Saturday, October 25, 2008

Smart policies can boost police coverage even in a bad economy

CNN had a story this week that I'm sure we'll be seeing much more frequently titled, "Police face cuts as economy falters." According to CNN:
U.S. police departments are streamlining patrols, reducing training and cutting back on some preventative programs as their budgets fall victim to the struggling economy.

Many police chiefs are warning deeper cuts may be coming. ...

A poll of 200 departments during the summer by the Police Executive Research Forum, which studies law enforcement trends, reported 39 percent of respondents said their operating budgets were cut because of the economy and 43 percent said the faltering economy had affected their ability to deliver services.
The Plano, TX Police Department was one of the examples cited - they're leaving vacant officer positions unfilled to save money.

This problem will likely only get worse, but there are two easy fixes Texas departments can implement to keep more officers on the street during the coming economic crunch:

First, more departments should embrace new discretion granted by the Legislature last year to give citations instead of arresting for low-level misdemeanors. In Austin, for example, 37% of all arrestees entering jail are there on charges for which they could have received a citation. That takes officers off the street to handle petty offenses and effectively reduces the number of cops on patrol.

In addition, cities could greatly increase their police coverage by requiring private security companies to do "verified response" before sending officers to react to alarms. As many as 99% of alarm calls are false alarms, and even when a crime did occur, typically the offender is long gone by the time police get there.

In some jurisdictions like Plano and Richardson, police spend more time responding to false burglar alarms than any other departmental function. Plano PD in particular spends about 10% of its officers' time annually responding to false alarms.

So implementing verified response would be the equivalent of increasing the size of their police force by as much as 10%, while using citations for low-level offenses would keep an even greater proportion of officers out on the street to perform more important tasks.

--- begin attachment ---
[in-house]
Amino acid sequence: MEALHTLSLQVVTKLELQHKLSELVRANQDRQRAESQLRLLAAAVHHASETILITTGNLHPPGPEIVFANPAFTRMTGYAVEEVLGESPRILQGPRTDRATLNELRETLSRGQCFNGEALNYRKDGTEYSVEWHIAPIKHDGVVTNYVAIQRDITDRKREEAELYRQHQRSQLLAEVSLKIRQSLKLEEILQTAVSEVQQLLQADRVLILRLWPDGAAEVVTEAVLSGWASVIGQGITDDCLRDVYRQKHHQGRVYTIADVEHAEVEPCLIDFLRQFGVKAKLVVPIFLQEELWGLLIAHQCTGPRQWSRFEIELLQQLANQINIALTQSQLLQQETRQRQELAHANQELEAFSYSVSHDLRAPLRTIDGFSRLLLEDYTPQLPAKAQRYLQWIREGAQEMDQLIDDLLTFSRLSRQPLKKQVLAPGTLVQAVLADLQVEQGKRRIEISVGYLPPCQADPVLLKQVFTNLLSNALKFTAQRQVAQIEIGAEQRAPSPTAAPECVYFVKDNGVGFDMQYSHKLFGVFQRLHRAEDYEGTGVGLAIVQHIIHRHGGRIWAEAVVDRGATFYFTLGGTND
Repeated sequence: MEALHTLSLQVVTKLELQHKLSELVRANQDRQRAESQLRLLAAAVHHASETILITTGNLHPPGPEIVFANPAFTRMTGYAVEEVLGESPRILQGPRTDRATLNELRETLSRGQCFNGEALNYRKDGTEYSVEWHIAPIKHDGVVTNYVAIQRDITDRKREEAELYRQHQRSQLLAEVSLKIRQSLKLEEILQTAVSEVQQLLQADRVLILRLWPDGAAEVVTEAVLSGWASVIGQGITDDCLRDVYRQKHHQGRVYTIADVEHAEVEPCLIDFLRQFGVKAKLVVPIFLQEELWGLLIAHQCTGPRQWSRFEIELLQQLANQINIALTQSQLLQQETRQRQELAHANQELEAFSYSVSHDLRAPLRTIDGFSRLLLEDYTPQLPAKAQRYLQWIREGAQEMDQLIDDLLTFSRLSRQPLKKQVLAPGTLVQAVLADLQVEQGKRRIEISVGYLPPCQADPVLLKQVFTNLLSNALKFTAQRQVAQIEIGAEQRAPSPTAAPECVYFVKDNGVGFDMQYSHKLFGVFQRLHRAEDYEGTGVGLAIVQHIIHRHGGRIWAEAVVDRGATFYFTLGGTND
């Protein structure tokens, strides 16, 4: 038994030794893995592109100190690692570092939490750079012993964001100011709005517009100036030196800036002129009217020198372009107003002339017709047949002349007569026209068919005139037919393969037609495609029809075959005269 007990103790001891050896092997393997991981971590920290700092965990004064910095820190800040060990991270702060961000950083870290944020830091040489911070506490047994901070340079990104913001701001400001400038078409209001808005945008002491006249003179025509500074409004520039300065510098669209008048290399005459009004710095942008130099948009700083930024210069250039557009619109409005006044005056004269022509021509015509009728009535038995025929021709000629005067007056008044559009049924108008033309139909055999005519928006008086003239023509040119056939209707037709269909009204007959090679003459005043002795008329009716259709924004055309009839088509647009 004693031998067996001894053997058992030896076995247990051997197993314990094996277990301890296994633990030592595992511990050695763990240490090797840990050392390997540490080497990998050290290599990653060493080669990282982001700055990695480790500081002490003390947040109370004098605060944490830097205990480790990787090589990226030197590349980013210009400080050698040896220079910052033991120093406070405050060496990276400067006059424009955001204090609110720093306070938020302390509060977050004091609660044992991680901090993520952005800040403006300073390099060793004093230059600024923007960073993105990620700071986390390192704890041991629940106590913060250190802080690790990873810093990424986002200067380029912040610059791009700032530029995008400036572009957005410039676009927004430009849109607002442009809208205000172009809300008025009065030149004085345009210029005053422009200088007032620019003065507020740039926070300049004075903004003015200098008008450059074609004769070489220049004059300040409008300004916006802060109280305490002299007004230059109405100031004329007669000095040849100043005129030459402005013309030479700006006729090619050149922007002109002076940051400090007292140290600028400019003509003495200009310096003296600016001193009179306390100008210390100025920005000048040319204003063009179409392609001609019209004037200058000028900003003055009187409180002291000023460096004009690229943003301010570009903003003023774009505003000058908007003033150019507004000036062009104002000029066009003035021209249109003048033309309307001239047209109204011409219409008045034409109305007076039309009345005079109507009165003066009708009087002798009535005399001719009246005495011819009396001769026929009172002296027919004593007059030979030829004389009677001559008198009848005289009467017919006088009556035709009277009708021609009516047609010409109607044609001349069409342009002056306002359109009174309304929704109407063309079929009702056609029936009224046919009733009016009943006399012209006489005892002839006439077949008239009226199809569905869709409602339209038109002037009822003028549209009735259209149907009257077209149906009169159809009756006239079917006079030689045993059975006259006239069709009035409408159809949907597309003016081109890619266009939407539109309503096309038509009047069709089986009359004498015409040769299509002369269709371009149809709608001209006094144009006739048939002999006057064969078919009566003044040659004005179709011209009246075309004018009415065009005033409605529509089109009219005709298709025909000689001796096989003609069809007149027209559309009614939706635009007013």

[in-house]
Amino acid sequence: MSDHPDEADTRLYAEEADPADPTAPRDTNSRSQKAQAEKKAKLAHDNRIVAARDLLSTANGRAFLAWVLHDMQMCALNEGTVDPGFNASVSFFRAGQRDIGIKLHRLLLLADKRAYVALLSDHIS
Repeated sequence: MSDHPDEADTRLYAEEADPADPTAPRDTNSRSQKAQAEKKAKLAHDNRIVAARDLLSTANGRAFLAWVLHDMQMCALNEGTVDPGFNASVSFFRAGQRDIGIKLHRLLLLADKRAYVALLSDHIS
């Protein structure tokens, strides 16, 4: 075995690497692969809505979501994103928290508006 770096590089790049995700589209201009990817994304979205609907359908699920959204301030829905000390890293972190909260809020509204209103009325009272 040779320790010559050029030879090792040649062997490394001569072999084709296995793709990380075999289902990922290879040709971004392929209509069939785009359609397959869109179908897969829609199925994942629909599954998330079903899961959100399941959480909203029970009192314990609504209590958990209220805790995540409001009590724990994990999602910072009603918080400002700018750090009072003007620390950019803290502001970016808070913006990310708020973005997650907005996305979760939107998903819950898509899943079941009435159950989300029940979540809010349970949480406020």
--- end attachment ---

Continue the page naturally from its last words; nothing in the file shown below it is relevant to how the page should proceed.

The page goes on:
There's little doubt the economic downturn will affect law enforcement agencies' ability to hire more officers in the near future, so it's more critical than ever that officials use police resources wisely. These two ideas would supplement police coverage at no cost to the taxpayers. In fact, both would save taxpayers money while putting more cops on the street - truly a win-win scenario.

9 comments:

kaptinemo said...

Now just think. Think of the estimated one trillion dollars spent since 1968 on the wasteful, ineffective, racist and civil liberties-destroying DrugWar.

Now think about what else could have been done with that money. That we'll never have to spend ever, ever again. All thanks to a bunch of long-dead racist crackers hiding behind their Bibles That is, when they weren't reading tracts on the not-so-Christian ideology of eugenics.

Ignorance, racial bigotry, pseudoscience, self-righteousness that would make a Pharisee blush in shame, and political opportunism make up the history of the DrugWar from it's very inception. And now the bill for all that has come due, without anything to show for it but prisons that we can't afford to staff, much less fill. And the self-appointed moral proctor drug prohibitionists are to thank for all that.

Anonymous said...

When you name call it makes your comments so legitimate.

Anonymous said...

Excellent post Grits and two viable solutions you mentioned.

olnacl said...

Unfortunately the cities that have tried verified response had to go back to the old way after much lobbying from the alarm companies and whining from the citizenry.